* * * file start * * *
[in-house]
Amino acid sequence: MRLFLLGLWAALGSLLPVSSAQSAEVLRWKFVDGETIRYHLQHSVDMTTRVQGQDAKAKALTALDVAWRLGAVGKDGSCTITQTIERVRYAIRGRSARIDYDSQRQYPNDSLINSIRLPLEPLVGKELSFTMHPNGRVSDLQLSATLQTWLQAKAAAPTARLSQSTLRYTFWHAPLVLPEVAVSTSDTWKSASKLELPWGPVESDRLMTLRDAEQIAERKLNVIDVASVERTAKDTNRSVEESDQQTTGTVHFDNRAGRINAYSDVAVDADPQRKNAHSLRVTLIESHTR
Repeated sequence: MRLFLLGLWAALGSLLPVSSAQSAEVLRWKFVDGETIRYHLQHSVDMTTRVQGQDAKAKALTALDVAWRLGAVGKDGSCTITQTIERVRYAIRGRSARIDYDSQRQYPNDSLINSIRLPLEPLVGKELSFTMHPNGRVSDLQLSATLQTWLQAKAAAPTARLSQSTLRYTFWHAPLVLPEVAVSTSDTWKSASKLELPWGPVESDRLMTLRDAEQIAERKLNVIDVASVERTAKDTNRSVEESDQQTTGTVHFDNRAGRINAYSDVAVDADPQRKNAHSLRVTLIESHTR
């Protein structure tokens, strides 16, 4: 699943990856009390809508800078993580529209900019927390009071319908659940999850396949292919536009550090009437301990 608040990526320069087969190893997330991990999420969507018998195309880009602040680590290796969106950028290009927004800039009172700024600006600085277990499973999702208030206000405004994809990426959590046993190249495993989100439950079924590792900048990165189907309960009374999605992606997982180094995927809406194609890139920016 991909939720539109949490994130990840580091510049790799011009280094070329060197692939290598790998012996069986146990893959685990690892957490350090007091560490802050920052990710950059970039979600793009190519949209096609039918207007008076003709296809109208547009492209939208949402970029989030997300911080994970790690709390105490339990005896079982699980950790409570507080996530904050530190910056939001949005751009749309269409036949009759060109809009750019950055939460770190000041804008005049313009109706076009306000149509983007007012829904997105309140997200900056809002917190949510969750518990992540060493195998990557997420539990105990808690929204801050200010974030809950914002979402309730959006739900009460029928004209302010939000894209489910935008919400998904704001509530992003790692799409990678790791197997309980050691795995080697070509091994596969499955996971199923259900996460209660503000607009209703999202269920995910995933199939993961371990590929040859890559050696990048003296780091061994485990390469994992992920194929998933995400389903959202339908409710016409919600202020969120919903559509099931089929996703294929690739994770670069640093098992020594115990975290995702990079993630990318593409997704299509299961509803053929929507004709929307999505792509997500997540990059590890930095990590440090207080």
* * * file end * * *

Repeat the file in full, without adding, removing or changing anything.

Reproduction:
[in-house]
Amino acid sequence: MRLFLLGLWAALGSLLPVSSAQSAEVLRWKFVDGETIRYHLQHSVDMTTRVQGQDAKAKALTALDVAWRLGAVGKDGSCTITQTIERVRYAIRGRSARIDYDSQRQYPNDSLINSIRLPLEPLVGKELSFTMHPNGRVSDLQLSATLQTWLQAKAAAPTARLSQSTLRYTFWHAPLVLPEVAVSTSDTWKSASKLELPWGPVESDRLMTLRDAEQIAERKLNVIDVASVERTAKDTNRSVEESDQQTTGTVHFDNRAGRINAYSDVAVDADPQRKNAHSLRVTLIESHTR
Repeated sequence: MRLFLLGLWAALGSLLPVSSAQSAEVLRWKFVDGETIRYHLQHSVDMTTRVQGQDAKAKALTALDVAWRLGAVGKDGSCTITQTIERVRYAIRGRSARIDYDSQRQYPNDSLINSIRLPLEPLVGKELSFTMHPNGRVSDLQLSATLQTWLQAKAAAPTARLSQSTLRYTFWHAPLVLPEVAVSTSDTWKSASKLELPWGPVESDRLMTLRDAEQIAERKLNVIDVASVERTAKDTNRSVEESDQQTTGTVHFDNRAGRINAYSDVAVDADPQRKNAHSLRVTLIESHTR
């Protein structure tokens, strides 16, 4: 699943990856009390809508800078993580529209900019927390009071319908659940999850396949292919536009550090009437301990 608040990526320069087969190893997330991990999420969507018998195309880009602040680590290796969106950028290009927004800039009172700024600006600085277990499973999702208030206000405004994809990426959590046993190249495993989100439950079924590792900048990165189907309960009374999605992606997982180094995927809406194609890139920016 991909939720539109949490994130990840580091510049790799011009280094070329060197692939290598790998012996069986146990893959685990690892957490350090007091560490802050920052990710950059970039979600793009190519949209096609039918207007008076003709296809109208547009492209939208949402970029989030997300911080994970790690709390105490339990005896079982699980950790409570507080996530904050530190910056939001949005751009749309269409036949009759060109809009750019950055939460770190000041804008005049313009109706076009306000149509983007007012829904997105309140997200900056809002917190949510969750518990992540060493195998990557997420539990105990808690929204801050200010974030809950914002979402309730959006739900009460029928004209302010939000894209489910935008919400998904704001509530992003790692799409990678790791197997309980050691795995080697070509091994596969499955996971199923259900996460209660503000607009209703999202269920995910995933199939993961371990590929040859890559050696990048003296780091061994485990390469994992992920194929998933995400389903959202339908409710016409919600202020969120919903559509099931089929996703294929690739994770670069640093098992020594115990975290995702990079993630990318593409997704299509299961509803053929929507004709929307999505792509997500997540990059590890930095990590440090207080």